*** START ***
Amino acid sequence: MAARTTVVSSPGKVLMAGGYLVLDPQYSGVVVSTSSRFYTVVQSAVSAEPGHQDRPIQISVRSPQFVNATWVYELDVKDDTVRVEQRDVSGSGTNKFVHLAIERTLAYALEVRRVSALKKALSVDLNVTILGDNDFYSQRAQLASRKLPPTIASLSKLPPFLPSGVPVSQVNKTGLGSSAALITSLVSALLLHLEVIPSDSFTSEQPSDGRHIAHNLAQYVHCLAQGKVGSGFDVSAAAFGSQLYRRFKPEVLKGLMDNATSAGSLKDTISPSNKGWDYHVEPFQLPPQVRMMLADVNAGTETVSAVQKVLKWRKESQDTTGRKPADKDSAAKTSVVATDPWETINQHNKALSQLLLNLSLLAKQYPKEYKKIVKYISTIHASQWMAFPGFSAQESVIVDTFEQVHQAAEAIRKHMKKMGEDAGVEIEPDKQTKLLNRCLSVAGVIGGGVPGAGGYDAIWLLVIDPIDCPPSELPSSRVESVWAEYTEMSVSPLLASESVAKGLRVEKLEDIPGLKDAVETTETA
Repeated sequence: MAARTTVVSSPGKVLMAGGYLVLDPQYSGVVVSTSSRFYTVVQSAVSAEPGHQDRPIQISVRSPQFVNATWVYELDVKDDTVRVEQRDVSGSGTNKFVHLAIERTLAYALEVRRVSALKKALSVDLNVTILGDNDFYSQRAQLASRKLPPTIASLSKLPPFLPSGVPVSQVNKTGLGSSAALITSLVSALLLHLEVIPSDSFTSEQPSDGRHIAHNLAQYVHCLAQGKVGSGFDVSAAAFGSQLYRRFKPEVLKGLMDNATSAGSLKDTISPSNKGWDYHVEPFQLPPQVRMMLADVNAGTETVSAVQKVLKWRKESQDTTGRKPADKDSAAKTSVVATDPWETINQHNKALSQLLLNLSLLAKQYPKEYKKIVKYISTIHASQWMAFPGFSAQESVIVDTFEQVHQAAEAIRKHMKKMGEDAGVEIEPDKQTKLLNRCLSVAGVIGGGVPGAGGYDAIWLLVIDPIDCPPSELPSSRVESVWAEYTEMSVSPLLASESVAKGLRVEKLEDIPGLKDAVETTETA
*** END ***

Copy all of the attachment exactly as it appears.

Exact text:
Amino acid sequence: MAARTTVVSSPGKVLMAGGYLVLDPQYSGVVVSTSSRFYTVVQSAVSAEPGHQDRPIQISVRSPQFVNATWVYELDVKDDTVRVEQRDVSGSGTNKFVHLAIERTLAYALEVRRVSALKKALSVDLNVTILGDNDFYSQRAQLASRKLPPTIASLSKLPPFLPSGVPVSQVNKTGLGSSAALITSLVSALLLHLEVIPSDSFTSEQPSDGRHIAHNLAQYVHCLAQGKVGSGFDVSAAAFGSQLYRRFKPEVLKGLMDNATSAGSLKDTISPSNKGWDYHVEPFQLPPQVRMMLADVNAGTETVSAVQKVLKWRKESQDTTGRKPADKDSAAKTSVVATDPWETINQHNKALSQLLLNLSLLAKQYPKEYKKIVKYISTIHASQWMAFPGFSAQESVIVDTFEQVHQAAEAIRKHMKKMGEDAGVEIEPDKQTKLLNRCLSVAGVIGGGVPGAGGYDAIWLLVIDPIDCPPSELPSSRVESVWAEYTEMSVSPLLASESVAKGLRVEKLEDIPGLKDAVETTETA
Repeated sequence: MAARTTVVSSPGKVLMAGGYLVLDPQYSGVVVSTSSRFYTVVQSAVSAEPGHQDRPIQISVRSPQFVNATWVYELDVKDDTVRVEQRDVSGSGTNKFVHLAIERTLAYALEVRRVSALKKALSVDLNVTILGDNDFYSQRAQLASRKLPPTIASLSKLPPFLPSGVPVSQVNKTGLGSSAALITSLVSALLLHLEVIPSDSFTSEQPSDGRHIAHNLAQYVHCLAQGKVGSGFDVSAAAFGSQLYRRFKPEVLKGLMDNATSAGSLKDTISPSNKGWDYHVEPFQLPPQVRMMLADVNAGTETVSAVQKVLKWRKESQDTTGRKPADKDSAAKTSVVATDPWETINQHNKALSQLLLNLSLLAKQYPKEYKKIVKYISTIHASQWMAFPGFSAQESVIVDTFEQVHQAAEAIRKHMKKMGEDAGVEIEPDKQTKLLNRCLSVAGVIGGGVPGAGGYDAIWLLVIDPIDCPPSELPSSRVESVWAEYTEMSVSPLLASESVAKGLRVEKLEDIPGLKDAVETTETA